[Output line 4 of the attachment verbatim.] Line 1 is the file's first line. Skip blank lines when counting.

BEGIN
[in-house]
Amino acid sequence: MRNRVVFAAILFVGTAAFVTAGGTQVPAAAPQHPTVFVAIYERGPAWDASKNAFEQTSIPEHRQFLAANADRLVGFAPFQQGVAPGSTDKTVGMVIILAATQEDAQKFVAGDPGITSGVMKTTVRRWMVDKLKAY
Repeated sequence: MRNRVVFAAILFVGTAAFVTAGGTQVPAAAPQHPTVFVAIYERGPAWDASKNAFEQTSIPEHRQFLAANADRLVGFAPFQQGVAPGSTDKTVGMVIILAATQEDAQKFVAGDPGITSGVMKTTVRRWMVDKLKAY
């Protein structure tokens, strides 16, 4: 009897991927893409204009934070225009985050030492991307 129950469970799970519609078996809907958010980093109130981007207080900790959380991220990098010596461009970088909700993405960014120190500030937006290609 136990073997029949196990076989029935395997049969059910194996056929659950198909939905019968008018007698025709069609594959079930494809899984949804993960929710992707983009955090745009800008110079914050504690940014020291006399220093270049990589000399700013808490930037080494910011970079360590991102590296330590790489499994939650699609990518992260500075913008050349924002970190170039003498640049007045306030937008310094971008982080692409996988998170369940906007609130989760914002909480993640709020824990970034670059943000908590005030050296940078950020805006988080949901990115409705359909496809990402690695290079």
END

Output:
């Protein structure tokens, strides 16, 4: 009897991927893409204009934070225009985050030492991307 129950469970799970519609078996809907958010980093109130981007207080900790959380991220990098010596461009970088909700993405960014120190500030937006290609 136990073997029949196990076989029935395997049969059910194996056929659950198909939905019968008018007698025709069609594959079930494809899984949804993960929710992707983009955090745009800008110079914050504690940014020291006399220093270049990589000399700013808490930037080494910011970079360590991102590296330590790489499994939650699609990518992260500075913008050349924002970190170039003498640049007045306030937008310094971008982080692409996988998170369940906007609130989760914002909480993640709020824990970034670059943000908590005030050296940078950020805006988080949901990115409705359909496809990402690695290079």